Journeys in Collage
A few months ago, I was the keynote speaker at an intriguing art exhibition- Known to the Unknown by the versatile Artist K. Pundalik Shenoy, hosted by Preediv Art Gallery of Mangalore.
K.P. Shenoy has a large corpus of work, in the conventional medium that has already been exhibited in the past, with the acclaim of prestigious awards. “Paintings without Paint” open up new artistic horizons in collage. Unlocking the creative potential of discards, whether the paper that forms his collages or the metal scrap of his relief works is a challenge he enjoys grappling with. Beauty out of waste is his artistic mission for our eco-sensitive times.
While inviting me to this event, he attempted to explain his collage works in words. I had heard of collages by famous artists like Georges Braque and Pablo Picasso, but I still did not enjoy perfect clarity about the final product.. When the artist described to me the use of magazine paper, cut or torn to precise individual shapes and fused into a composite with just a few black strokes for definition, I expected by and large a sophisticated craft. I was quite astounded by my visual encounter of unique artworks-a profound vision executed in an intricate medium. Their breadth and complexity would be commendable even with conventional brush and canvas. That paper scraps can be the vehicle for difficult ideas and concepts represents a true innovation in artistic achievement.
The very title of the exhibition- Known to the Unknown would imply an expansion of awareness. It is the power of artistic vision that imparts new significance to the commonplace, that a lesser eye may well overlook. The “Known” takes a fresh look at familiar realities, such as a peep into life through a city’s windows, innumerable clusters of structures to conjure up urban realities, indigenous tribes, flora and fauna of a forest. Some works appear to narrate open ended stories, capable of multiple meanings- gossiping women, guilty lovers, the barrier between a young woman and an old man, a tantra performer and the object of his desires beneath a brilliant moon. The influence of the Painter Paul Gauguin is discerned in Unspoken.
The Artist, on the conclusion of his career as a Banker was an honorary lecturer in Theosophy. This has left its own philosophical impress on his artistic output. The realistic form is apparent in his works, but the viewer is simultaneously intrigued by hints of higher abstractions and greater realities. For example, the Mother Goddess in different parts of the Indian tradition is juxtaposed with icons and symbols of other religions, Indian temples with world monuments to symbolize the essential harmony of faiths or the unifying principles of art. He offers us involved depictions- such as statues within statues in Utsava Murthy, perhaps to represent the greater and lesser deities of the Hindu pantheon. Intricately formed birds signify peaceful spirits in White Souls. The agony of Jesus Christ is depicted in The Burden, The Light of the World and Mocked. The Sufi saint Rumi is shown in ecstatic repose. Unfettered by his own location in place and time, he delves into world history and culture to render the timeless and universal. The resultant collages- Door to the Ancient , Relics of the Past, The Flow of Time, Higher Horizon, At the feet of a Pagoda subtly enrich the consciousness.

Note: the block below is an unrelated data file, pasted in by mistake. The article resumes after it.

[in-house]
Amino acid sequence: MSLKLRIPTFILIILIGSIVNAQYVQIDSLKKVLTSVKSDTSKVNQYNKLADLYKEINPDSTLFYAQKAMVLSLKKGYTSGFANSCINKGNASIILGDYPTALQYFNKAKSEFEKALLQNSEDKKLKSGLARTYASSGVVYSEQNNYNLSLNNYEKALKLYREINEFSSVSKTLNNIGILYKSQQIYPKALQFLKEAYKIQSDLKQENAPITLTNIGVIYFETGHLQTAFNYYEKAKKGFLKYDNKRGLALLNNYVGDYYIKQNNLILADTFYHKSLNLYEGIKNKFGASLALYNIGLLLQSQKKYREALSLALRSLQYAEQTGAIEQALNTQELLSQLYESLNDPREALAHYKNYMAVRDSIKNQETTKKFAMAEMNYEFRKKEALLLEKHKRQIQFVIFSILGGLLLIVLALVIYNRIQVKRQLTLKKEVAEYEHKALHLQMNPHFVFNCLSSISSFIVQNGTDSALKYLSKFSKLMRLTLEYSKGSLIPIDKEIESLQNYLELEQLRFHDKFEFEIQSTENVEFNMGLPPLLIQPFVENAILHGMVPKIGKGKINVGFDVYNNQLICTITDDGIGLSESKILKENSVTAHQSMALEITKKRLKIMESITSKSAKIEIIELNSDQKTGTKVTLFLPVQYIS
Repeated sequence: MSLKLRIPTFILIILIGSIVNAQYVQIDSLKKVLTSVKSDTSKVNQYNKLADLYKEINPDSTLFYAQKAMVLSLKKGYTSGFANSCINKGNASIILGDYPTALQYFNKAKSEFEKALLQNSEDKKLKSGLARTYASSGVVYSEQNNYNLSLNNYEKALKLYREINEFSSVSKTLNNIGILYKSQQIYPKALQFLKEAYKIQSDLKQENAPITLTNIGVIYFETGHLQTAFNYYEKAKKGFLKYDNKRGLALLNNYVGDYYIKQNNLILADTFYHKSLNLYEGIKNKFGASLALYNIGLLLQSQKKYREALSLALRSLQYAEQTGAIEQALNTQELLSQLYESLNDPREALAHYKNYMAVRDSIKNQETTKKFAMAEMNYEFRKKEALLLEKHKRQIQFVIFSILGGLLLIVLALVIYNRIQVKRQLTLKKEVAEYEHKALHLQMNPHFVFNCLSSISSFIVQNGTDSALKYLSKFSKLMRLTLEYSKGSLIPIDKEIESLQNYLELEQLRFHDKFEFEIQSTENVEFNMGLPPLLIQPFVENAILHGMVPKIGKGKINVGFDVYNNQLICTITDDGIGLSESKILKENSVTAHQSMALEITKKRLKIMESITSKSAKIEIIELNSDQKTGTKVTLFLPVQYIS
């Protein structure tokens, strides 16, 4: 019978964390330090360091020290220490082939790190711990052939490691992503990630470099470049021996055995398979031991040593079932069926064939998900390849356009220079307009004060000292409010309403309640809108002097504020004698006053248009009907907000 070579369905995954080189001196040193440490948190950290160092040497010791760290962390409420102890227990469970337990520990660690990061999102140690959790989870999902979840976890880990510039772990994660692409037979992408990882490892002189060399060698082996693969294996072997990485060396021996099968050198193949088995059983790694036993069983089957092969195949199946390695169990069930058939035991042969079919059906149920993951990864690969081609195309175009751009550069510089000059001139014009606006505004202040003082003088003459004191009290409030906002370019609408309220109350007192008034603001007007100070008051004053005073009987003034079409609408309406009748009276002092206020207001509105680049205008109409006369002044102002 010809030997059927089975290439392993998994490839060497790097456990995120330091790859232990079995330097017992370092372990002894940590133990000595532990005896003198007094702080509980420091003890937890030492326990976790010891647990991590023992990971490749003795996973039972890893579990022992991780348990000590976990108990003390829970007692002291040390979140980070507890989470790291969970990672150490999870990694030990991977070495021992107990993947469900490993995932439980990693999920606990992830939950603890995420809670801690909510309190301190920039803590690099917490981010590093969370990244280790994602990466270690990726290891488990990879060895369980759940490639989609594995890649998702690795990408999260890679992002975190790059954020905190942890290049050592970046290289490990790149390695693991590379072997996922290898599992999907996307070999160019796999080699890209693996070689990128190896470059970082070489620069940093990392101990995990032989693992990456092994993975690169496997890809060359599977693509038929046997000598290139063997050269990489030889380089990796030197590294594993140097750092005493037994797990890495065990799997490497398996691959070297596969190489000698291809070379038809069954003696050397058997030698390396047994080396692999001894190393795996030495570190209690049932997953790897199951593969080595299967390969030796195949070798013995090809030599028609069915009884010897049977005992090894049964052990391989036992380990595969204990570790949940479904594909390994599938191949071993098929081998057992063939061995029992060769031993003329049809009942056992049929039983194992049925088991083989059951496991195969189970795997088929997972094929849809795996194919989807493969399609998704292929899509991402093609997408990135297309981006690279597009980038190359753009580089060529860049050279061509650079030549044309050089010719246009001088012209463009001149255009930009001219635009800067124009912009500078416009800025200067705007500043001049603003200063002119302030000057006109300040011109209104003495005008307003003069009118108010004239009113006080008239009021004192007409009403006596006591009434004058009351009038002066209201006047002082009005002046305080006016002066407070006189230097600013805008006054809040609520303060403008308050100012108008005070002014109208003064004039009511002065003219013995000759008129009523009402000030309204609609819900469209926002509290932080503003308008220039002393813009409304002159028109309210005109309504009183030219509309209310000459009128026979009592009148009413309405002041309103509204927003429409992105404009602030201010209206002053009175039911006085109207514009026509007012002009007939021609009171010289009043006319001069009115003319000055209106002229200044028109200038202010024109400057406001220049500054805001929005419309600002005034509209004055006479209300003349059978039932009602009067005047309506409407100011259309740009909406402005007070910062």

The psycho- analyst Carl Jung gave us the concept of the Collective Unconscious- a reservoir of images from mankind’s primitive history. This is illustrated in such works as Depth of Unconscious, Frozen Unconscious, Third Eye, Hidden Layer and Forgotten Mystery. Life in Depth depicts fish within fish- a likely parallel of our struggles for survival. Kundalini and Libido conjure up the many facets of passion. These works are exciting, charged with a startling sense of super-conscious states, giving effect to the hidden dramas of the universe.
The collages depict common realities and cosmic mysteries, often combining them in a dramatic way. The use of color, the formation and placement of images is striking and novel. Some collages have the appearance of stained glass and batik prints. A few have unusual textures. A difficult three dimensional effect is often achieved. There’s a deeper meaning even to the simplest of them, that stimulates the viewer’s thinking process. The exhibits exert a powerful force, both in their stunning visual impact and bold underlying vision. A viewer is left with a sense of coherence amidst chaos, a fusion of the fragmented.
K.P. Shenoy has been truly prolific- the 150 or so works on display are the output of just a few months’ productivity. A deft hand and ageless vision are manifest in these depictions of the creatively complex It is indeed inspiring to find a Senior Citizen eager to cross new frontiers in artistic exploration.
– Giselle D. Mehta